Author: James Montier
Genre: Behavioral Economics and Psychology
‘The Little Book of Behavioral Investing: How Not to Be Your Own Worst Enemy’ provides its readers with an interesting read on the behavioral challenges that everyday investors are most prone to. Warren Buffet once said, “If you have a 150 IQ, sell 30 points to someone else. You need to be smart, but not a genius”. So what does he advise you to buy in return when selling IQ points? It is the behavior and discipline in the stock market.
As the author suggests, you can be your own worst enemy if you are not aware of the cognitive Biases in yourself. We often make decisions in the presence of emotions. It is these emotions that we need to keep a check on. Ben Graham even went so far as to say “The investor’s chief problem and even his worst enemy is likely to be himself”
Why do we suffer from behavioral biases? The answer lies in the fact that our brains have been refined by the process of evolution. But since evolution occurs at a slow pace, our brains are designed for the environment we faced 150000 years ago but potentially poorly suited for the industrial age that probably started just 300 years ago. This means that humans have spent more than 99% of their evolutionary history in the hunter-gatherer environment. If we compress 4 million years into 24 hours, and if the history of humans began at midnight, agriculture made its appearance on the scene 23 hours and 55 minutes later.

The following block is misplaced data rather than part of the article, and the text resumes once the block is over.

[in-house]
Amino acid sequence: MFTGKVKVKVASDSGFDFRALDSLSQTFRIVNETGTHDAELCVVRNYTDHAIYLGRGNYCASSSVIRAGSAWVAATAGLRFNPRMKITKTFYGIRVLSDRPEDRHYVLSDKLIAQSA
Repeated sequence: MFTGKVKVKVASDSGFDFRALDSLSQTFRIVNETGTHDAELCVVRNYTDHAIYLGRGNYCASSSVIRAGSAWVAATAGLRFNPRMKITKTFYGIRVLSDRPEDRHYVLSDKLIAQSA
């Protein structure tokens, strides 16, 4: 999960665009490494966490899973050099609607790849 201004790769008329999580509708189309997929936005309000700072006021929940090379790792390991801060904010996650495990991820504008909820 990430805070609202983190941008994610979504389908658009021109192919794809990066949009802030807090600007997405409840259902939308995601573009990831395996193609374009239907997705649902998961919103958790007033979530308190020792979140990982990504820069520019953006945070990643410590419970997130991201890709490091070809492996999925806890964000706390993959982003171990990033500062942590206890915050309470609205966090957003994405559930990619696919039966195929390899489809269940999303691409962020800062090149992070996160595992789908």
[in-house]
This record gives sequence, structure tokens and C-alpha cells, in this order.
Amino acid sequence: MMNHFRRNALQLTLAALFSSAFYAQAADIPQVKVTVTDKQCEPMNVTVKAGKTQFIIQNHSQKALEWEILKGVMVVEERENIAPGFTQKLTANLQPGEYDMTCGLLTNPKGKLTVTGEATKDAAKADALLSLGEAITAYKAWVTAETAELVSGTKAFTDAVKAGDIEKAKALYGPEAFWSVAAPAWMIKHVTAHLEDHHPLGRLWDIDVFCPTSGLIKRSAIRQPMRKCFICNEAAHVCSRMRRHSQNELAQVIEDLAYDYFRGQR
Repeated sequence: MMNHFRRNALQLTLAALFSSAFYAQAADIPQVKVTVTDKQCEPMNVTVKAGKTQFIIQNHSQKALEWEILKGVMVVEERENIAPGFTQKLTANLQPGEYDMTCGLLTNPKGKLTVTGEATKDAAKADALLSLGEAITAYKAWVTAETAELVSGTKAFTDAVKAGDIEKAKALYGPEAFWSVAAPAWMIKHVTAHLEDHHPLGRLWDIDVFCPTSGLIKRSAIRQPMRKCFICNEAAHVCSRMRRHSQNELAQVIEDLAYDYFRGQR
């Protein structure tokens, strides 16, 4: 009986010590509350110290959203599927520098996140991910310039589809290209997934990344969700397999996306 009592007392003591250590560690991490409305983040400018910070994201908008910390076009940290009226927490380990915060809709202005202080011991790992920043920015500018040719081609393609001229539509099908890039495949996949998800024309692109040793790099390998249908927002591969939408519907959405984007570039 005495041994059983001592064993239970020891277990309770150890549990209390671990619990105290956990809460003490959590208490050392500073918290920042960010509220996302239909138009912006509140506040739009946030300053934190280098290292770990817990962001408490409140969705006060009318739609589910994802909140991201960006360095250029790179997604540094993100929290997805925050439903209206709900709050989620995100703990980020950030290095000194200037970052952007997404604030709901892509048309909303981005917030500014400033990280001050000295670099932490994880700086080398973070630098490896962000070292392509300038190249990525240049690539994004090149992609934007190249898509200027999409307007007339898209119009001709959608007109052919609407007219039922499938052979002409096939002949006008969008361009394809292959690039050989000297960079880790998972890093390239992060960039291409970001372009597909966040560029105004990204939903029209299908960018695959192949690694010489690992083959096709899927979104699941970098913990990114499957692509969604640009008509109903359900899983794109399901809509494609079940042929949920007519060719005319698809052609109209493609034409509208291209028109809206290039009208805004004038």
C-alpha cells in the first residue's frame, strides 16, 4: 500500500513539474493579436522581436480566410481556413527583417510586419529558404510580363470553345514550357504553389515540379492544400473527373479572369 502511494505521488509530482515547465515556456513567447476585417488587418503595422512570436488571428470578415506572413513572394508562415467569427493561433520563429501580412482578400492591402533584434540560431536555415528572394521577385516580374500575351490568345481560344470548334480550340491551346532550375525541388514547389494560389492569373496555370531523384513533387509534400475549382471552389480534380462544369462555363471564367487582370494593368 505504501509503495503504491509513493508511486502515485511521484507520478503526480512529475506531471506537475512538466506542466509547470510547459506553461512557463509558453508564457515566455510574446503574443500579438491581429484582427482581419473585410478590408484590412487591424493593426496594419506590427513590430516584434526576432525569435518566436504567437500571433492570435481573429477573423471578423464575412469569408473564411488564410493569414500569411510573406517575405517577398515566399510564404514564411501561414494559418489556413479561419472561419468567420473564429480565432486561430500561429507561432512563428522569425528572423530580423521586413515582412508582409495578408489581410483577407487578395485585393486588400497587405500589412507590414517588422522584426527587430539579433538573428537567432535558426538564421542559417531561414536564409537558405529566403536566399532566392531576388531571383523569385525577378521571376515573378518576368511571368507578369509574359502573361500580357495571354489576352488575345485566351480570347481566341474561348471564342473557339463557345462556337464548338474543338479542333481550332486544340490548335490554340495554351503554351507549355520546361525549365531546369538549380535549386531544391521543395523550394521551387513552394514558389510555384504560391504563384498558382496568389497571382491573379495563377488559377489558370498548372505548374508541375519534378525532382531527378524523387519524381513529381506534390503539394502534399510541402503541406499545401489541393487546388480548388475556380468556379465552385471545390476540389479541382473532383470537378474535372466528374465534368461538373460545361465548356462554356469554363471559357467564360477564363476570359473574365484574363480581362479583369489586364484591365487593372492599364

We have 2 systems in our brain with which we can think. One is the X-system that takes the emotional approach and is automatic and effortless. It is considered to be the default option, so all information goes to the X system first. To believe that something is valid, it may simply need to wish that it were so. On the other hand, C-system is more logical but a slow system. Since we have come from evolution were reacting quickly to a predator required X-system to work, our C-system was always on the sidelines. Also, parts of the brain associated with the X system are much older and therefore it is more often used even today. It attempts a logical approach to problem-solving but since it can handle only one step at a time our brain prefers the X-system and that is where all our biases come into the picture.
In this book, James Montier tries to decode the language of behavioral biases that affect the thinking of a person not only in investing but in life as well. Strategies are then suggested to combat these biases.
How can it benefit you?
The book can help and make you realize the biases that lie inside all of us and how to tackle those biases in investing and life in general.
Pre-requisites before reading the book: Read about Cognitive Biases on Wikipedia
Are research sources cited: Yes
Is the content relevant even today? Yes
Vocabulary and Understandability: Easy
Level of investment expertise required: Intermediate
After reading this book, an investor will become cognizant of his or her own practices and will thus be better equipped to recognize what to avoid and what to improve upon. It will teach you how behavioral frailties prevent us from achieving the best outcomes in investing.
To talk about pitfalls is one thing and to implement is another. There are some strategies like Pre-commitment and Checklists that the author talks about which will make sure we are rational in irrational times.